I would go with 6.1.5 (just came out), since 6.1.x probably is more polished and bugs ironed out. I am testing 7.0 in my test environment, nothing major yet, but I go against placing a brand new major release in production.
I will be personally waiting until 7.0.2 or so probably, unless there becomes a need to update sooner such as security issue or need one of the new features.
I'd say a lot depends on what you are doing with the Juniper firewalls and your timeline for deploying PA's in production. If your existing configuration isn't super-complex and you have a bit of time to wait for the next minor release (just-in-case as a precaution), start with 7.0. I am running 7.0 a couple of smaller firewalls (no surprises so far). I'm leaving the larger production PA's on 6.x code for now.
Are you currently running SSG's or NS-??? boxes? I don't have first hand experience with Palo Alto Migration Tool 3.0. It might be worth evaluating how well it does with your Juniper firewall configs...
Thanks for your response. I about 5 of SSG550 to migrate, 2 them are HA pair and there I'm thinking to stick with 6.1.5.
However, the other 3 SSG550's have relatively simple configurations and I'm seriously thinking to go with 7.0 there, however I'm not 100% sure yet and that's why I've created this topic.
I definitely will use MT3 to migrate and will post the experience.
I am very conservative for unexpected outages. So your milage may vary.
I waited to the 5.0.6 release before upgrading. For the next round I went to PanOS 6.0.3 as the comfortable path.
Palo Alto has made tremendous strides in release quality over the years.
Your best resource for getting a bead on your comfort for upgrade is your sales engineer. I would ask for the list of reported bugs roughly 2-3 weeks after each release. We would scan these against our deployed feature set. Would the reported bug affect our systems?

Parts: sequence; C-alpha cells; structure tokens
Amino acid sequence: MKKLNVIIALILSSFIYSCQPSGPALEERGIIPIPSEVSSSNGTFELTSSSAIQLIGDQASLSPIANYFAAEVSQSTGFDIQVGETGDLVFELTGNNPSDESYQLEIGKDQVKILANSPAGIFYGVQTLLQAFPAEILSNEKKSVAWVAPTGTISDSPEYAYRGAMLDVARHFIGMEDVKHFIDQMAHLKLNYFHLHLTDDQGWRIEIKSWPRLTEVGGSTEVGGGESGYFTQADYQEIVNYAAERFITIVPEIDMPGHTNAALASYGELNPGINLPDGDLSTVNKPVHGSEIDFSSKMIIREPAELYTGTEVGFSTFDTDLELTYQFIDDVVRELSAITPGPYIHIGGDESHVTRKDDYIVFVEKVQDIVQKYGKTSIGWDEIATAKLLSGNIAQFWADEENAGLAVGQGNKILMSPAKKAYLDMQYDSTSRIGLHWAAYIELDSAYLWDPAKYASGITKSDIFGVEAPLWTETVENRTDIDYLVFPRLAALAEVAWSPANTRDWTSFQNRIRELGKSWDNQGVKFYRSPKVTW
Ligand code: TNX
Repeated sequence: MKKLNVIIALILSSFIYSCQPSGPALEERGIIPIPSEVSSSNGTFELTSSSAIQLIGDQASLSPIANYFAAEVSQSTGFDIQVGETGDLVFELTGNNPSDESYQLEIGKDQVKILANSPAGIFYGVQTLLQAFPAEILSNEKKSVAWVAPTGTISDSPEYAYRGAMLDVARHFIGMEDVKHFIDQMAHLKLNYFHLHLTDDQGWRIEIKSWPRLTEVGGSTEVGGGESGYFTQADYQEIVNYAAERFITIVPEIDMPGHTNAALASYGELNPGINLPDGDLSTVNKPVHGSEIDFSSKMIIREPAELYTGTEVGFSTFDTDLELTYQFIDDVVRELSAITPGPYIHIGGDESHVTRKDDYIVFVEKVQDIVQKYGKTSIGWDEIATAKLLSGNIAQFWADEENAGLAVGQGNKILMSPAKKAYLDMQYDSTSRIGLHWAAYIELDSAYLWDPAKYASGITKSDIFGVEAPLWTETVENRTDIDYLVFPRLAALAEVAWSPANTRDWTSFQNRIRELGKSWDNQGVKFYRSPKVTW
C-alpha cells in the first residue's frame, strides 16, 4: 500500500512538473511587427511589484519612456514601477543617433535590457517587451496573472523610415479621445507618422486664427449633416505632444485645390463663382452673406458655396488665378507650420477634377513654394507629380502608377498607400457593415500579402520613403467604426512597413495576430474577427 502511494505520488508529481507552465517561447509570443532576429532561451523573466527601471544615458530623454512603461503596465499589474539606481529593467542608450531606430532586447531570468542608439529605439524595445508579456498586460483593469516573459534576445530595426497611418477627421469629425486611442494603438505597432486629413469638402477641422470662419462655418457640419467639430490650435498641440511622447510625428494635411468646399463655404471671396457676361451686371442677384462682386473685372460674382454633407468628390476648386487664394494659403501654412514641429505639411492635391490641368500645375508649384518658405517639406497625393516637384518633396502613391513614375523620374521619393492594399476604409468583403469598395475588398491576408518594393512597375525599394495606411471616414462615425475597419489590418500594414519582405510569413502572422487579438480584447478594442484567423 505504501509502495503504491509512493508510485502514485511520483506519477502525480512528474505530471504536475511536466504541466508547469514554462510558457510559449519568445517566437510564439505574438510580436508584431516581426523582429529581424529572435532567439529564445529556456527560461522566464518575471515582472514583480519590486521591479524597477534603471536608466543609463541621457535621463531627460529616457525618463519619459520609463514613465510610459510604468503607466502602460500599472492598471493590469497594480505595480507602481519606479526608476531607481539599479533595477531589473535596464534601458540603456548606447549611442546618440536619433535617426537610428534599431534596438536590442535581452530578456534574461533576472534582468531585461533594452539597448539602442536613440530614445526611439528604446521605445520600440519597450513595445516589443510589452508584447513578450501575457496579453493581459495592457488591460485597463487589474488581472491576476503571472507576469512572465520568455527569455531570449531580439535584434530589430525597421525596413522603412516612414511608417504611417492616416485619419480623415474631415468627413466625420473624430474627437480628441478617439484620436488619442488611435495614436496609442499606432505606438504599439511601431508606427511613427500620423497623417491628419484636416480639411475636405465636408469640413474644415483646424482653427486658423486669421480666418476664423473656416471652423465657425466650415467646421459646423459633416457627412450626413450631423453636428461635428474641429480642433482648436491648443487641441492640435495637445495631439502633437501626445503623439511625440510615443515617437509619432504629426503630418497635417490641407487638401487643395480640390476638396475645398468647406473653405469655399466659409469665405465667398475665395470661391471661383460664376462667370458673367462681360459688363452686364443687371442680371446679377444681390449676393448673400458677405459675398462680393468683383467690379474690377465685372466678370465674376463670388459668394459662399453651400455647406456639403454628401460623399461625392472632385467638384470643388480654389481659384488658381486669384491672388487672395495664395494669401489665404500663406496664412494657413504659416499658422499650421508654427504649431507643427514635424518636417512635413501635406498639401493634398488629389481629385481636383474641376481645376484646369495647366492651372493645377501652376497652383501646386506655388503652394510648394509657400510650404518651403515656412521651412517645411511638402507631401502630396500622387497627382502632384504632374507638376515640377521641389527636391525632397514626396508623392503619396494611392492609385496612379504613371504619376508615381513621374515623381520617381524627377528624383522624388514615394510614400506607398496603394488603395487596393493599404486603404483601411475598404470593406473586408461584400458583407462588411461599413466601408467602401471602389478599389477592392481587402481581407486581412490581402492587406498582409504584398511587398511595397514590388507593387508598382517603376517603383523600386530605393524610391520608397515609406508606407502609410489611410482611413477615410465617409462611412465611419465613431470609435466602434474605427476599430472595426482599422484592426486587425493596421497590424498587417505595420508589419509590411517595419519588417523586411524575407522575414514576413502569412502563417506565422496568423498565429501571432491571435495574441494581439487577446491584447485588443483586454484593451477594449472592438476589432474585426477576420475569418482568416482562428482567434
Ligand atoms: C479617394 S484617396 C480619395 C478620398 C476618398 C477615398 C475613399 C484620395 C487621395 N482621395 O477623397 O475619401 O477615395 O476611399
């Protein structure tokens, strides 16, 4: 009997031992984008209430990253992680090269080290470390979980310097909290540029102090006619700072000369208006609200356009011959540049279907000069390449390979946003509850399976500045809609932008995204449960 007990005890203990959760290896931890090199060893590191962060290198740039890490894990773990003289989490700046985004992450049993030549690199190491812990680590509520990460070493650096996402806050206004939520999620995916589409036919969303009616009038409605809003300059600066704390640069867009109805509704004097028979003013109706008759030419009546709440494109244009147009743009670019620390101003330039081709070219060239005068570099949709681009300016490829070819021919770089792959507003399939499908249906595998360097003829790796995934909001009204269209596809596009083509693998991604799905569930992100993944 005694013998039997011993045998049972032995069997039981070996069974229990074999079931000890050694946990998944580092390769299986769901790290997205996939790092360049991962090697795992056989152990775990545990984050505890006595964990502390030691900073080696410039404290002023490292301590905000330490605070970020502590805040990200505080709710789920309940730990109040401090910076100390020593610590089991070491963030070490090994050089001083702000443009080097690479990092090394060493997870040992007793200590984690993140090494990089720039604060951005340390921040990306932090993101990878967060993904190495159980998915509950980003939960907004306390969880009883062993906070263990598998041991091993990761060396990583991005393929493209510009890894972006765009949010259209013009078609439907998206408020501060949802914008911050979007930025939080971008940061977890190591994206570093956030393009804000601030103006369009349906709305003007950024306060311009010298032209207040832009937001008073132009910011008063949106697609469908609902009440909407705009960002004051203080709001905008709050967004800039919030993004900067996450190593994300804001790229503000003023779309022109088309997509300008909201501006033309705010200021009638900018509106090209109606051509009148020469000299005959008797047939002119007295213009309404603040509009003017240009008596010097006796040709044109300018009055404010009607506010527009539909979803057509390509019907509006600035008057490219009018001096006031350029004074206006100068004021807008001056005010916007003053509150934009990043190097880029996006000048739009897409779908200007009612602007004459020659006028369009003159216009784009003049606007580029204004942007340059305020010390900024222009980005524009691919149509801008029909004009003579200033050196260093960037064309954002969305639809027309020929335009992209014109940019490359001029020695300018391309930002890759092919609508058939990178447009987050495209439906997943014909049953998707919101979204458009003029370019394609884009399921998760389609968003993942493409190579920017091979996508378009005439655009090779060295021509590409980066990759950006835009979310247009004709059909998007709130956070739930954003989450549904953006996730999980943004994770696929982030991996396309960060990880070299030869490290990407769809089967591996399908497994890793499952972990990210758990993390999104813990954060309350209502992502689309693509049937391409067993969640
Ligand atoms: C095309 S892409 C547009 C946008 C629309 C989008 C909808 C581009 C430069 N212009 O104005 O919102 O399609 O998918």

Then with the next release we read the reported fixed issues and the reported known issues. Again we compare against our deploy to see how many would affect us.
Once the list of bugs that actually affect our features is basically null, we go for the upgrade for the new train.
Steven is absolutely correct... keep the lines of communication open with your Palo Alto Networks or reseller SE. They can help with recommending PAN-OS versions. Generally speaking, they will start recommending a release when the following has happened:
1.) statically significant % of customers running the new release
2.) the new release has been available for more than 30 days
3.) no major P1 critical bugs reported for that release
If a PAN-OS version can meet all 3 requirements, then it will likely be recommended.
Of course, if there is a feature that you absolutely must have, then you can be a little more adventurous about using new(er) versions of PAN-OS... just remember that you'll be on the "cutting edge" and might need a band-aid or two. :smileyhappy:
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